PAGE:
Getting started on the masonry
The original vent
Completion of the masonry

Masonry

Just like framing, the masonry is an exciting part of the construction process. It is the first real peak you have at how your house will look as a finished product.

We are trying to accomplish a bit of a rustic, old world feel to our house, and we wanted to do a combination of brick, rock, stucco and wood on the exterior of the house to give it some contrast and interest.

We began looking for brick and rock even before we dug a hole - obviously these choices are *very* permanent, so we wanted to make sure we got them right. We drove around for countless hours taking pictures of houses that we saw, noting colors and combinations that we liked together. We also visited (many times) various brick yards to see their inventory and take home samples.

It was somewhat of a frustrating process, because we found quite a few items that we mostly liked, but we weren't completely satisfied. Eventually, we found a brick that we really liked - the problem was that the brick was smaller than normal (which means we needed more of them), cost more than the larger bricks (ouch), and since there were more bricks to set, the labor would cost more.

So, we decided to eliminate that choice even though we really liked it. We continued our search for weeks, but never came up with anything. Eventually we decided to bite the bullet and order the smaller, more expensive brick. We decided the cost difference was not significant enough to sacrifice what we thought would provide the curb appeal we were looking for.

Our builder found a house with rock work that he thought would go well with the style of house we were trying to build, so he sent us over to look at it. We, too, really liked it, and decided to go with it. Of course, as luck would have it, it was the rock distributor's "signature" series, which basically means nothing other than a higher price. Uggh.

The rock is actually cultured stone - not real rock, but made out of various synthetic materials, primarily cement. The technology to make these rocks has been around for quite some time, but it has only become popular in the last 5 or 6 years. The advantage of this rock is that you can choose from styles that come from all over the world (since it is manufactured and not imported) which saves a ton of money, and because of its light weight, it does not require any support from a footing, which saves quite a bit on the installation. The labor to install cultured stone is also quite a bit less, too.

Trying to install as much square feet that we did of real rock would have been cost prohibitive. However, if someone did not tell you that it was not real rock, you would never know it. The rock we purchased is manufactured by Harristone, a local company that sells throughout the United States. We also looked at rock from Eldorado Stone who also had several that we liked.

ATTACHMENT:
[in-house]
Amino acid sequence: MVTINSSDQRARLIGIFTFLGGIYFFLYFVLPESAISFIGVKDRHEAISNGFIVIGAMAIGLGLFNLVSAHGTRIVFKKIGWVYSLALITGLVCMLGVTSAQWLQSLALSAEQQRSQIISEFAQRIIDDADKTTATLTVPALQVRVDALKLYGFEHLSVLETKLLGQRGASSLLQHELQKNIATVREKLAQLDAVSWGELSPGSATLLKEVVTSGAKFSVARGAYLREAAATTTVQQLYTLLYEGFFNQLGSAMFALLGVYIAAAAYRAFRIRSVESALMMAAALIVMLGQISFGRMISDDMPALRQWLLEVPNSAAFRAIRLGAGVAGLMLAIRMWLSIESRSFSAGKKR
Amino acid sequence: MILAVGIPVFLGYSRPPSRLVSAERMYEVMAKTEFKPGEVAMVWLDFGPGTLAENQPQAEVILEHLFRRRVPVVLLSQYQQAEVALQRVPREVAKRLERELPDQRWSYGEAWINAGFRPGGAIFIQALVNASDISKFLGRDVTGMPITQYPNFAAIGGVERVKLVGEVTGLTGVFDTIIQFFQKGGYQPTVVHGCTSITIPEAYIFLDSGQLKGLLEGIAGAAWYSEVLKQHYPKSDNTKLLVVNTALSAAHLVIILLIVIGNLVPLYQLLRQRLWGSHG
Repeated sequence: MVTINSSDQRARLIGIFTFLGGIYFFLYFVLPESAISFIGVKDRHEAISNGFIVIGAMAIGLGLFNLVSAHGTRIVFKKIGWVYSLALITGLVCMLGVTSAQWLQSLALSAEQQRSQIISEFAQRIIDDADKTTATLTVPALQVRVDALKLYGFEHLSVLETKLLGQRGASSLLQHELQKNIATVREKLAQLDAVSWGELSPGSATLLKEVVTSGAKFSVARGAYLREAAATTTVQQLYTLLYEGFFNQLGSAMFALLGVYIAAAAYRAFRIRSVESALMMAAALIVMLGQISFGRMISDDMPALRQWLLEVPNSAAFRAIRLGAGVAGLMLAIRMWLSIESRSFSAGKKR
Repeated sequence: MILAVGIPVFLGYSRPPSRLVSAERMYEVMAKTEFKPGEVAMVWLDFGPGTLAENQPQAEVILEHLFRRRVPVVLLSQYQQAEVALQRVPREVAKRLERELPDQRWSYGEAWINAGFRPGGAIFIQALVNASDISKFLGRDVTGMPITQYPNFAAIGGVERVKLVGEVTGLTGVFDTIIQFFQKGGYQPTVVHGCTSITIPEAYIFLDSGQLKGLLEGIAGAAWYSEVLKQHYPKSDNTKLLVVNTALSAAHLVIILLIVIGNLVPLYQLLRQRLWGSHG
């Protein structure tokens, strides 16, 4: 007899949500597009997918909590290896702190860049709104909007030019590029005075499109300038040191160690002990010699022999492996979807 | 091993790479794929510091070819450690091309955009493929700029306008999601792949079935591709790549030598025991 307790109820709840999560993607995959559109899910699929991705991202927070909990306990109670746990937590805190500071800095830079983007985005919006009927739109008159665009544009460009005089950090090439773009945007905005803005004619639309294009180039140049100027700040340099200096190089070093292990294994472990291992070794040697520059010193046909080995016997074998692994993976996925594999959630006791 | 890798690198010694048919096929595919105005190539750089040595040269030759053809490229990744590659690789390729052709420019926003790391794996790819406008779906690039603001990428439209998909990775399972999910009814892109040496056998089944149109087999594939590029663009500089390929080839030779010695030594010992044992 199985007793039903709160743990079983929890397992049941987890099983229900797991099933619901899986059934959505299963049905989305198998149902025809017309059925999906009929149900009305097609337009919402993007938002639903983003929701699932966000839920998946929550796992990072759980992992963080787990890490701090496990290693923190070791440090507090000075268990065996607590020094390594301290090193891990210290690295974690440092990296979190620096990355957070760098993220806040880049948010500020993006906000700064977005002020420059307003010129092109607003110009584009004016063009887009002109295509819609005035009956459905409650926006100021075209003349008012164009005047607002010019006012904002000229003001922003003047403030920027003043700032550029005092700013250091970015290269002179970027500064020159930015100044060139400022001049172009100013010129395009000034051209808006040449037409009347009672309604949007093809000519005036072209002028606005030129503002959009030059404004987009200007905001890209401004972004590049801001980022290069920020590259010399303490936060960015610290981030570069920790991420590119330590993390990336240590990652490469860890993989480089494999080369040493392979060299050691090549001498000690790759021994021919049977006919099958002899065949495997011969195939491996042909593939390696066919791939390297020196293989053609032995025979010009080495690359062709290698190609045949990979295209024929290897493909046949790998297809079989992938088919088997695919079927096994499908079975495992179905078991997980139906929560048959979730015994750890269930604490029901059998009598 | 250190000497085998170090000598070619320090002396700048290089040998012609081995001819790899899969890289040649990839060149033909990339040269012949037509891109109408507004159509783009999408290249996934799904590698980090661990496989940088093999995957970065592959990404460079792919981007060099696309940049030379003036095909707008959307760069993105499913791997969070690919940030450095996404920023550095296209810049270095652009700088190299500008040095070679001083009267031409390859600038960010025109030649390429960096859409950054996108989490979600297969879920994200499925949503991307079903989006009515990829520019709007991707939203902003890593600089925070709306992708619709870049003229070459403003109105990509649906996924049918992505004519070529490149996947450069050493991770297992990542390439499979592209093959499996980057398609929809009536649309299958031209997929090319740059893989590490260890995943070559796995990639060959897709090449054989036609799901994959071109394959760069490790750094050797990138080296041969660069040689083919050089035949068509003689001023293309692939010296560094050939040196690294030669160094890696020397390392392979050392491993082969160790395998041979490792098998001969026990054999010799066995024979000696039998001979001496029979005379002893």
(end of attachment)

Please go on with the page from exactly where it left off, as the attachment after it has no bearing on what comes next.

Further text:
During the brick-laying process, there was another communication breakdown that caused a small problem. Our mason was very good to walk around the house with us before he started working to identify how we wanted everything to look and come together. However, there was one area that we did not talk about - and that was the vents in the gables. Our plans showed spaces for wooden vents, however, since we did not specifically talk about this, and since Mark (my builder) and I had not remembered to get the vents ordered and on the site, the mason assumed that we weren't going to have them.

As a result, when he got to the top of the gable, he bricked in a small design with the brick that served as the vent. The design gave off a bit of a contemporary flare (to me, anyway) and I was concerned that it would not fit in well with the rustic, old world design we were going for. But, it was quite literally "set in stone" at this point, done and dried. I didn't know what to do...

To me, this seemed like a very permanent problem. To the mason, someone who works with brick every day of his life, apparently it was not too big of a deal. He climbed up his scaffolding, beat out the brick vent with a hammer, and re-bricked around a temporary box that I built for him with 2x4s that will hold the place for the vents until we get the final ones delivered and installed. It look him about an hour total.

Although I felt a bit guilty asking him to to it, I am glad that we changed it.

The mason started with the brick, and when they had completed the brick, they moved onto the rock work. Although there was more brick that rock (the brick carries all the way around the house as a wainscot), the rock took almost as much time to install as the brick. I suppose this is because the rock goes together like a giant jigsaw puzzle with no answer key. Watching them install the rock was amazing - it definitely takes an artist's touch to make it look nice.

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